Piero Scaruffi(Copyright © 2013 Piero Scaruffi | Legal restrictions )
These are excerpts and elaborations from my book "The Nature of Consciousness"
The Machine’s Free Will
Why do we claim that a machine has no free will? Usually, because a machine can solve only the problems that we program it to solve. We, on the other hand, can solve novel problems in unpredictable situations (or, at least, give them a try). And that's because we can make actions that we have never done before and that nobody ever told us to do, whereas a machine can only do what it has been programmed to do.
Machines are built to solve specific problems in specific situations, simply because that is what humans are good at: building machines that solve specific problems in specific situations: we humans like to "design" a machine, to write the "specifications", etc. This is not the way nature built us. Nature built us on a different principle and it is no surprise that we behave differently from machines. Since in nature we never know what the next problem and situation will be like, nature built us as "Darwinian" machines: our brains generate all the time a lot of possible actions and then pursue the ones that are "selected" by the environment (the specific problem and situation at hand). Nature built us on a different principle than the one we use to build machines. The main difference between our mind and a machine is their architectures.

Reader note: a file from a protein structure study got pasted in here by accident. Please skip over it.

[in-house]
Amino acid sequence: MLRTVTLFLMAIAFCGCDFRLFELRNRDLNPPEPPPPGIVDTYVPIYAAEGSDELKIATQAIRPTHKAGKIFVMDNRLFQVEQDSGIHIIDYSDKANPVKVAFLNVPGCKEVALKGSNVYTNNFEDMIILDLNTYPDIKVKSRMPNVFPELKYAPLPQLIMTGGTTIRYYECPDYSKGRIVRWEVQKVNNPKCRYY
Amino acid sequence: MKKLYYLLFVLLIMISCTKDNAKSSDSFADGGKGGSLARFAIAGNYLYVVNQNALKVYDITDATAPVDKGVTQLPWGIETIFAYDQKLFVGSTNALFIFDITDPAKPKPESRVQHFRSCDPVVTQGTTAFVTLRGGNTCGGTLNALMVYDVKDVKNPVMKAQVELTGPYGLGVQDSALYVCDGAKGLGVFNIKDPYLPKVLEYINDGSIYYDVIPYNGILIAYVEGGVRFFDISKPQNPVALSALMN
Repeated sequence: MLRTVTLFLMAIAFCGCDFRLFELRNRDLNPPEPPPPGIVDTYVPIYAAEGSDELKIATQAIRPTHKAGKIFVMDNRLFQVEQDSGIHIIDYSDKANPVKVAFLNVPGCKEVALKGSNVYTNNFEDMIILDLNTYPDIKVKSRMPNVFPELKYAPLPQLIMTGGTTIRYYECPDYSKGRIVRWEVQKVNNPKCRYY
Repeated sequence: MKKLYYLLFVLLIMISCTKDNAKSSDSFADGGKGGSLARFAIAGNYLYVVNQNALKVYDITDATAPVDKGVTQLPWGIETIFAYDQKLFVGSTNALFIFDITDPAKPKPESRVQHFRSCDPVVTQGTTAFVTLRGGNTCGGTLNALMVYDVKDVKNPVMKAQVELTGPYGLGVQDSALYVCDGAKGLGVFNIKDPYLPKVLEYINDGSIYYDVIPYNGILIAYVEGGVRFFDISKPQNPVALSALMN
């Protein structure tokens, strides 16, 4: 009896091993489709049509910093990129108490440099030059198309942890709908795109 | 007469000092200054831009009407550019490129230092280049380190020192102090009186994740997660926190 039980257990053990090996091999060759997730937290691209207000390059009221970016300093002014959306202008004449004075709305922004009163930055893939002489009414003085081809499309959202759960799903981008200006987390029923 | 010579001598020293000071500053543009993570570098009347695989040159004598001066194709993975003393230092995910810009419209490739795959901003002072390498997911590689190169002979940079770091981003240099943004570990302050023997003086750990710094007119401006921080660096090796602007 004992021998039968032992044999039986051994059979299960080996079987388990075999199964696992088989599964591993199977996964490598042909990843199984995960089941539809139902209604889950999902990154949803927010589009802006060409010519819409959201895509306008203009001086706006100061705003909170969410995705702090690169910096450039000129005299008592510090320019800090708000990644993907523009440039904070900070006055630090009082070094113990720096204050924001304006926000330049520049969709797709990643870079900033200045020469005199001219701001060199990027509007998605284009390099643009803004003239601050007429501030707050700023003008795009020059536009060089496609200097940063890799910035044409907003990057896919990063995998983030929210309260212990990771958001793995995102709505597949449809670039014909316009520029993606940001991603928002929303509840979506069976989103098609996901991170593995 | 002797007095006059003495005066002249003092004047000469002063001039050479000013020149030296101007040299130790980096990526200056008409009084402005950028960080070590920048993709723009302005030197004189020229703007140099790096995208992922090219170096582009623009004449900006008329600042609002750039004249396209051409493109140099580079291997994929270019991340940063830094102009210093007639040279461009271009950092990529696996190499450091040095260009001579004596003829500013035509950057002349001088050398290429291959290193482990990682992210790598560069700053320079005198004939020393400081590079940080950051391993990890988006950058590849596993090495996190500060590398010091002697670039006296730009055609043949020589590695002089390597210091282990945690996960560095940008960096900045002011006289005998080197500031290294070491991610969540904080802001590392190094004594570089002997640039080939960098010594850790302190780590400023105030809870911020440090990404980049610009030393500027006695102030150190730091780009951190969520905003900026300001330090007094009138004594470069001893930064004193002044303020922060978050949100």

The lack of free will in machines is not a limitation of machines: it is a limitation of our mind. If we built a machine the same way nature builds its cognitive beings, i.e. with the same type of architecture, it would be a rather different machine, capable of generating a huge amount of random behaviors and then picking the one that best matches the current problem and situation. One can even envision a day when machines built with a "Darwinian" architecture (descendants of today's genetic algorithms and neural networks) will "out-free will" us, will exhibit even more free will than we do. After all, most of the time we simply obey orders (we obey publicity when we shop, we obey record labels when we sing a tune, we obey our mother's moral principles all day long), whereas a machine would have no conditioning. And it may be able to generate a lot more alternatives than our brain does. Free will is simply a folk name for the Darwinian architecture of our mind that was created by Nature. When we choose an action, we are actually obeying an ancient command of Nature. We are simply machines of a different kind than the ones we build.
Do we think or are we thought?
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